The South Sea produces large pearls… the largest in the world. This alone would not make them popular or valuable. But, when the amazing luster and color variation is taken into account it is easy to understand why South Sea pearls are among the most expensive in the world. South Sea pearl sizes range from 10 mm to 20 mm, averaging a robust 16 mm in size. In the past, finding South Sea pearls under 10 mm was rare. But, presently, many 8 mm and 9mm pearls are being harvested for specific jewelry creations. They’re called baby South Sea pearls.
Large Oysters Means Large Pearls
South Sea pearl sizes are large due to the oysters which produce them. The Silver-lipped oyster is the largest pearl-producing oyster in the world. Its closest competitor, the Akoya oyster, is barely half its size. So, it makes sense that the largest oyster would produce larger pearls.
The South Sea oysters have a significantly longer pearl production periods than other mollusks. Most oysters take 12-18 months to produce just one pearl. A silver-lipped oyster nurtures its masterpiece for 2-4 years, a substantial difference. This extra time creates a significant build-up of nacre, creating a larger pearl, with amazing color and luster, hallmarks of the South Sea pearl.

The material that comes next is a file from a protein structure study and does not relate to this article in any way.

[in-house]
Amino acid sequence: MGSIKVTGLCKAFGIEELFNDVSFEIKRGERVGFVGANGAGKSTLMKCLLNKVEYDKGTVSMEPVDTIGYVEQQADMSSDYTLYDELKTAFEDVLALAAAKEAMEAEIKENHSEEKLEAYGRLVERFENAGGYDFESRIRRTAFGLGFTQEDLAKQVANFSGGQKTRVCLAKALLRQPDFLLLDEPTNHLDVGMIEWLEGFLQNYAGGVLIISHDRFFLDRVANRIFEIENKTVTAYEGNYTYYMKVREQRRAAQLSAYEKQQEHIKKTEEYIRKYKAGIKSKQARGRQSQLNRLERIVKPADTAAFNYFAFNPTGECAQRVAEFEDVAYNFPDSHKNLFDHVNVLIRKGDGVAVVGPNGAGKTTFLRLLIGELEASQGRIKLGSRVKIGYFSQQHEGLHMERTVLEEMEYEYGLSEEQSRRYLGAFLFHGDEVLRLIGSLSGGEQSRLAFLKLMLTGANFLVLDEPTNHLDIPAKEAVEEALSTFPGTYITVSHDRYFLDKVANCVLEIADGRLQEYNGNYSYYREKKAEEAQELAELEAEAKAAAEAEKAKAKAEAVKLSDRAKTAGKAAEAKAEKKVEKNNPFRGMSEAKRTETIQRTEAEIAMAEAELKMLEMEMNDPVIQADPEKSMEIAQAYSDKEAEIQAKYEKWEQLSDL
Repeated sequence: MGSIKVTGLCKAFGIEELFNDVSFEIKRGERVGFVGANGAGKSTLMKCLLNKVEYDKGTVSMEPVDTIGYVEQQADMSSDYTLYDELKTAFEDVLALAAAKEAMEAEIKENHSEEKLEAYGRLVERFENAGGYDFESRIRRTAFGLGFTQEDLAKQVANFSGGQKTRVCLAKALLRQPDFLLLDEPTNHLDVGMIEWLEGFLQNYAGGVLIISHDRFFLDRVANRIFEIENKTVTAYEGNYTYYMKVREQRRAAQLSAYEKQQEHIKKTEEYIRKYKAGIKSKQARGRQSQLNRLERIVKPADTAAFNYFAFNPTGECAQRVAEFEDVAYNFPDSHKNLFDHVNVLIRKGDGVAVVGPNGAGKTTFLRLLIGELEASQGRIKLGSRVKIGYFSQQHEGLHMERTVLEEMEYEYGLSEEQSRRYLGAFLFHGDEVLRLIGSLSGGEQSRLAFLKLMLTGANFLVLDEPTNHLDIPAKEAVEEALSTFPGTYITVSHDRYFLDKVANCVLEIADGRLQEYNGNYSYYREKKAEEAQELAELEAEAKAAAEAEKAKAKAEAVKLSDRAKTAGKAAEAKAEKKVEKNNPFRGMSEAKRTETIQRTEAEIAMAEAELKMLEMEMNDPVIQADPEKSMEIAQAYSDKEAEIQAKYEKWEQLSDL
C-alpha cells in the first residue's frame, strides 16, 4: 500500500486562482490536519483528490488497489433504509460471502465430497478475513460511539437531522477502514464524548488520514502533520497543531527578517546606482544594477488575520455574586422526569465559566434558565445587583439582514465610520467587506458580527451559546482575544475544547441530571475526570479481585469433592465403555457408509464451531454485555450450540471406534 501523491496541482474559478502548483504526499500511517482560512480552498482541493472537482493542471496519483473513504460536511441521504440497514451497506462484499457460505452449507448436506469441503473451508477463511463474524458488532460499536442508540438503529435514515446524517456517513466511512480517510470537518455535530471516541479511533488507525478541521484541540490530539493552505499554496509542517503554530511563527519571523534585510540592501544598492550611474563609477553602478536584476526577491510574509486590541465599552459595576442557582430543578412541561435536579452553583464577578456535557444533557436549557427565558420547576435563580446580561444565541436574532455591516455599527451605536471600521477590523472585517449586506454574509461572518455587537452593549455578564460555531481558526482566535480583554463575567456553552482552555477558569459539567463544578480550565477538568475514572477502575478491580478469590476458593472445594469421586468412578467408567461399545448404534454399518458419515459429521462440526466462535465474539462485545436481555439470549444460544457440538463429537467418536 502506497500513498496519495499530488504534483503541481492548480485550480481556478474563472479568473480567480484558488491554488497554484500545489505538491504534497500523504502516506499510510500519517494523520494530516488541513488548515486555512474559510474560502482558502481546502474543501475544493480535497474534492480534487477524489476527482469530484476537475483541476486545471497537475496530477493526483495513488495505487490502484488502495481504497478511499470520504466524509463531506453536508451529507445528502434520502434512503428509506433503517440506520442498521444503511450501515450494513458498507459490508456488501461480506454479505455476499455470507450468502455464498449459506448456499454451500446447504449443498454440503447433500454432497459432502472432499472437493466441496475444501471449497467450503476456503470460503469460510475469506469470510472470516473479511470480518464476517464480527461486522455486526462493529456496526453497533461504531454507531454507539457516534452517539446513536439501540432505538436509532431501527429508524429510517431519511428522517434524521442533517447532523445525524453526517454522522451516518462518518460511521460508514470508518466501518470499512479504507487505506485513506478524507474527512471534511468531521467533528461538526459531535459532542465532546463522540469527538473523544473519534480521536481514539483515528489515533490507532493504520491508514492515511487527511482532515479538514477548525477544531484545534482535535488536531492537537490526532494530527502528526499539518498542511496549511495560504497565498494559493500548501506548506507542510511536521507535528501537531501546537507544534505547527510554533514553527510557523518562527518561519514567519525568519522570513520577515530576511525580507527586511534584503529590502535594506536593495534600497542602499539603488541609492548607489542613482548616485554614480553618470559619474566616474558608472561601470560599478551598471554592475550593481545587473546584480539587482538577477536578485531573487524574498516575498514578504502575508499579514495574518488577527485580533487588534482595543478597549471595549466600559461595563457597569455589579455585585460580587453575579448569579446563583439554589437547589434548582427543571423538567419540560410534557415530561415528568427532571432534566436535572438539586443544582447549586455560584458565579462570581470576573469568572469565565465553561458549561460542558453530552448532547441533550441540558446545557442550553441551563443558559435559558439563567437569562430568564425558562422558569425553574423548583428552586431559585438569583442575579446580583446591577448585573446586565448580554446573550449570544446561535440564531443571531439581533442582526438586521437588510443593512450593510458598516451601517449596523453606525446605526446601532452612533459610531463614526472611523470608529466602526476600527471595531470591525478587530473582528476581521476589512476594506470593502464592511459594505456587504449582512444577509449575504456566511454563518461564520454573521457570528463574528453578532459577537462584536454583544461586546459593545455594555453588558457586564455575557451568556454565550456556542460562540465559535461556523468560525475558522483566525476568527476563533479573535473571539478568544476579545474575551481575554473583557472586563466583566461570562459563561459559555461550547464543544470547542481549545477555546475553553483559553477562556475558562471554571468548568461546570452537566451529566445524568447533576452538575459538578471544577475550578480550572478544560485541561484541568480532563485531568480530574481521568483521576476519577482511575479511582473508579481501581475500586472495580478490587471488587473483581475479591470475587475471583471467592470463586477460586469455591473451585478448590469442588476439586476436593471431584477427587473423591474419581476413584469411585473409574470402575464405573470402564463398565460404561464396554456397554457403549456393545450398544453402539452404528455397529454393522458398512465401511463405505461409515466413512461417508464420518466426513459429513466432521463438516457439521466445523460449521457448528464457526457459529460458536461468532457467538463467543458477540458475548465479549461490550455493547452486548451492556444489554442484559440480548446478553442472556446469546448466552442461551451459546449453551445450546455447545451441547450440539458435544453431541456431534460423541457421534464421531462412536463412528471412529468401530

Size is One of Seven Categories of Pearl Quality
When grading South Sea pearls, size is definitely taken into account. Normally it’s factored in last to determine the price for pearls of similar grades in the other six categories. These seven pearl quality grading categories are:
Although the long creation process of South Sea pearls contributes to larger sizes and deeper luster, it also can be the cause of more blemishes. The diminished South Sea pearl surface quality caused by these defects weigh down the overall quality rating of many large pearls.
South Sea pearl buyers expect at least some pearl surface quality issues when buying the largest pearls from the region. There is no getting around it. Fortunately, these defects do not normally mar the natural beauty of the pearl, and often can be cleverly hidden in the jewelry making process.
Comparing Using a South Sea Pearl Size Chart
A typical South Sea pearl size chart compares the pearl with a penny. A 10-mm pearl covers roughly 30 % of a penny’s surface. A 16-mm sample covers approximately 65%. For comparison’s sake, a dime is 18-mm across.
The largest South Sea pearls, at 20-mm, would easily cover a dime with room to spare. An entire strand of 16-mm pearls is a substantial piece of jewelry, especially in lengths longer than a choker.
South Sea Pearl Sizes and Value
Because there are so many South Sea pearl sizes, it’s very difficult to find them at reasonable prices. Even the baroque pearls are large when compared to other varieties.
Although the cost makes owning a South Sea pearl difficult for most people, the high price tag also creates a feeling of luxury around the pearl. Owning a true South Sea pearl has become a statement of status and substance for the elite pearl lovers.